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You sound like a very cool dad for even letting a 17 year old anywhere near your daughter let alone go for rides on a motorcycle that you helped pick out. I would suggest for your daughters comfort and for a first time rider a 750 Yamaha Virago around 1988 they are cheap to buy ,in his price range and they don't look to bad either, stay away from the early virago's as they has the starter Bendix issue. Keep in mind any bike that he chooses pay close attention to the GVRW. You don't want a rookie riding your daughter around on a overloaded bike. Just because a bike has two seats doesn't mean two people can ride. This depends on their combined weight and what they are carrying. If it was up to me I would train my daughter to ride her own bike. And when the boyfriend gets some time under his belt and proves himself then I would allow it. Just my opinion good luck with the search.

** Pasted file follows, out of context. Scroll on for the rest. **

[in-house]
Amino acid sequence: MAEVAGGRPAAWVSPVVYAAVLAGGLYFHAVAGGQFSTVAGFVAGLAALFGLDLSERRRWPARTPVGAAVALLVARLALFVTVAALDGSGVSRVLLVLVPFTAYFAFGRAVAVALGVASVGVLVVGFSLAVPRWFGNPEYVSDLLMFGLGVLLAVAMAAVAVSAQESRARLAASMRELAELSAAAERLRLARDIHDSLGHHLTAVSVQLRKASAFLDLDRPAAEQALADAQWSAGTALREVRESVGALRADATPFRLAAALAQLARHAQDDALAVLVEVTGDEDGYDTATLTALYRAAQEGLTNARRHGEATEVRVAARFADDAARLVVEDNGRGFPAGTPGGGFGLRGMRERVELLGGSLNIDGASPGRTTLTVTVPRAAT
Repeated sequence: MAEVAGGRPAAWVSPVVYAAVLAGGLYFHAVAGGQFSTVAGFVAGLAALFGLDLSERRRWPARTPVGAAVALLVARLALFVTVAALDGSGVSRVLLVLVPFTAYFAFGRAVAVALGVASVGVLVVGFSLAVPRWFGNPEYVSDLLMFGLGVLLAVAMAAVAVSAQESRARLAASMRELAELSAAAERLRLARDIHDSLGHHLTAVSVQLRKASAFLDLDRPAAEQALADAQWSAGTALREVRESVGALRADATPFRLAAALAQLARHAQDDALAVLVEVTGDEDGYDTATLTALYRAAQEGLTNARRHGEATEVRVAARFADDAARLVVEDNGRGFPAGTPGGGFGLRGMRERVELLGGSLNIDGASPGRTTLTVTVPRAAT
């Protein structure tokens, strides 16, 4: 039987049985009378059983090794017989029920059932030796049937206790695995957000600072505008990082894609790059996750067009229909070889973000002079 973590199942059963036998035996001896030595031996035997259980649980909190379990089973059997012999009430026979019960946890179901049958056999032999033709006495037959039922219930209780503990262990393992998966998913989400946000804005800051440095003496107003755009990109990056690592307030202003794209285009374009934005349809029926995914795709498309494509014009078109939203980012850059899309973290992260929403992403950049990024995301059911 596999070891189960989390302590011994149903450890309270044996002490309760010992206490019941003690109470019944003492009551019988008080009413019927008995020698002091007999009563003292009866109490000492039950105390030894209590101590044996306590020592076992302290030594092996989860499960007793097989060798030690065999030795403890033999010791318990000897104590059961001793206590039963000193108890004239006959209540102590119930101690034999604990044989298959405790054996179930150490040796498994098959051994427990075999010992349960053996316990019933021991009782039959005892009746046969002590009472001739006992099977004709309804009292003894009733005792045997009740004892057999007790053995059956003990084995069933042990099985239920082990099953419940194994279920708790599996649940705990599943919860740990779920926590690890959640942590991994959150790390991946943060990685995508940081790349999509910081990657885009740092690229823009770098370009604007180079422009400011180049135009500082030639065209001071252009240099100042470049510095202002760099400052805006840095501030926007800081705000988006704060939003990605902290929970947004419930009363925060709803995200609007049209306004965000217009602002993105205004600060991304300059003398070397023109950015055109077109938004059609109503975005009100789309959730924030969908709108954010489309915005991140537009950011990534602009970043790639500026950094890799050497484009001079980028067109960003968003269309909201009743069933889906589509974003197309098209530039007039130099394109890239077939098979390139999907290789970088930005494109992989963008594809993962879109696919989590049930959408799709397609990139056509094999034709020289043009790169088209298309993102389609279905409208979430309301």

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I'm partial to that Yamaha RD350 as my first bike was a 1974 RD350; however, they were 2 cycle bikes and while they had oil injection, you still had to fill the oil reservoir now and then. And IIRC, weren't they kickstart only?

Whne I got back into riding 7 or 8 years ago after nearly a 30yr hiatus, I started out with a 4-cyl 80's Suzuki 650 which quickly progressed to a much later model of the Honda Aero 750 which led to a VTX1800C which led to a VTX1300S and then a Harley UC (which I still have) and somewhat more recently, a 1989 GW trike.

I took my DMV riding test on the X1800C - not an act I want to repeat! :)

Whatever he gets it should be cheap, but reliable as not to cost too much to get roadworthy. Many folks who start off thinking they want to ride move on to other things pretty quickly, leaving their bike to languish.